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Why Fiber is Important to Eat With Each Meal


You’ve probably heard that you should be eating plenty of fiber-rich foods, but you may not know why fiber is so important.

By learning about what fiber is, how consuming it can contribute to your health, and how to prep your kitchen for success, you’ll be on your way to eating fiber-rich meals with ease.

Fiber positively contributes to your health in so many wonderful ways, especially your digestive and gut health. When you’re preparing your meals, making sure you have plenty of fiber-rich foods on your plate will help you to feel your best. It will help support your digestion, prevent blood sugar spikes, as well as help you to feel full and satiated.

Read on to explore why fiber is so important and how you can make sure you’re getting plenty of it in each meal!

Why Fiber is Important to Consume Daily

To give you a bit of context, dietary fiber is a plant-based carbohydrate that cannot be broken down into sugar molecules. It’s found in whole, plant-based foods. Consumption of fiber slows the rate of digestive absorption (more on that later) and acts like a broom that’s gently brushing out your intestines.

This broom-like function combined with the delaying of absorption contributes to many of its health benefits. So let’s chat through them!

Supports Stable Blood Sugar Levels

When consumed, fiber slows the rate of digestion. In turn, this can slow down the rate of sugar being absorbed in the bloodstream, creating a vehicle for stabilizing blood sugars. This is particularly beneficial because when sugar is absorbed too quickly, we can experience blood sugar spikes and subsequent drops.

Eating whole foods rich in fiber, like vegetables, fruits, and whole grains, will prevent these blood sugar spikes. Blood sugar spikes can make you feel less than your best and may also contribute to other health complications, so it’s always great to prevent them.

Helps Keep You Satiated

Because of the way fiber slows down the rate of digestion, it also plays a role in your body signaling that you’re full. When we consume food items that are void of fiber, they’re processed and absorbed very quickly by the body. This can result in a lack of satiety and fullness over time (think of that insatiable hunger sensation).

In contrast, when the fiber is present, food items are processed absorbed much slower, naturally. This keeps you feeling full and energized for a longer period of time. By intentionally incorporating fiber in our meals, we can slow down that absorption and encourage fullness.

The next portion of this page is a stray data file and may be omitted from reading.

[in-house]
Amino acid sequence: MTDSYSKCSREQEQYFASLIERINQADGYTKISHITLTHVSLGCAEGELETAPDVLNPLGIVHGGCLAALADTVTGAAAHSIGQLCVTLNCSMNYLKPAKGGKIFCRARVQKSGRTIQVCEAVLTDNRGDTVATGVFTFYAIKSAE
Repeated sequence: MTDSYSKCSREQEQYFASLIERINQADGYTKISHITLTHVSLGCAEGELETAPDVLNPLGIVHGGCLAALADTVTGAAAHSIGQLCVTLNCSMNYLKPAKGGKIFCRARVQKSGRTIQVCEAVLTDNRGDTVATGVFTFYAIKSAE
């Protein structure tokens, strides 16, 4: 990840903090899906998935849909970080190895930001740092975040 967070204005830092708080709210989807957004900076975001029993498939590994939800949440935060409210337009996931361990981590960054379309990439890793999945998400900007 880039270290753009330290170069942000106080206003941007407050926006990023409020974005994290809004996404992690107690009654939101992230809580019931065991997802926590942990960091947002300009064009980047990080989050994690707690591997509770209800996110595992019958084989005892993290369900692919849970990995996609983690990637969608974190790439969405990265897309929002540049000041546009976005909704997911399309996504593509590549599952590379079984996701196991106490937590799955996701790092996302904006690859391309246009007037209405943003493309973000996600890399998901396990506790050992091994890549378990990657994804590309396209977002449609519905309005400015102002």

Helps Your Body Remove Waste

Remember that broom-like motion we mentioned earlier?

Fiber, especially insoluble fiber, acts like a little broom that sweeps your intestines and colon of build-up in your intestines and can reduce your risk for colon cancer.

Fiber also plays a role in gastrointestinal (GI) motility. Essentially, it helps to keep things moving in your intestines. This is what helps you maintain regular bowel movements and prevent constipation.

Cultivates a Healthy Gut

We know the majority of our immune system lies within our gut, so it’s so important we take care of our gut health by nurturing probiotics with prebiotic-rich foods.

Fiber is an excellent source of prebiotics. Prebiotics essentially act like food for the probiotics (or the healthy bacteria) that live within our gut microbiome and help to make it thrive. A great balance of the two allows for a healthy digestive system and microbiome.

Protects Your Heart Health

Fiber even helps contribute to optimal heart health. In a nutshell, when you digest food, it requires the release of bile acids which are mostly made up of cholesterol.

Your liver pulls cholesterol from the bloodstream to create bile acids, which can reduce the amount of LDL cholesterol in the body. Remember, LDL is the cholesterol more closely associated with an increased risk of cardiovascular disease, so it’s important to ensure those LDL levels don’t creep up too high.

How to Get Plenty of Fiber-Rich Foods at Each Meal

First and foremost, when you’re using our Foundational Five system to create balanced meals, it guides you to ensure you have plenty of fiber-rich foods on your plate at each and every meal. This whole-food framework is packed with nutrients to ensure all of your meals are well-rounded.

But with that said, it’s helpful to understand the different food sources of fiber, as well as the different types of fiber that can be present. That way, you can be mindful and intentional of your choices so you can reap those health benefits we just discussed.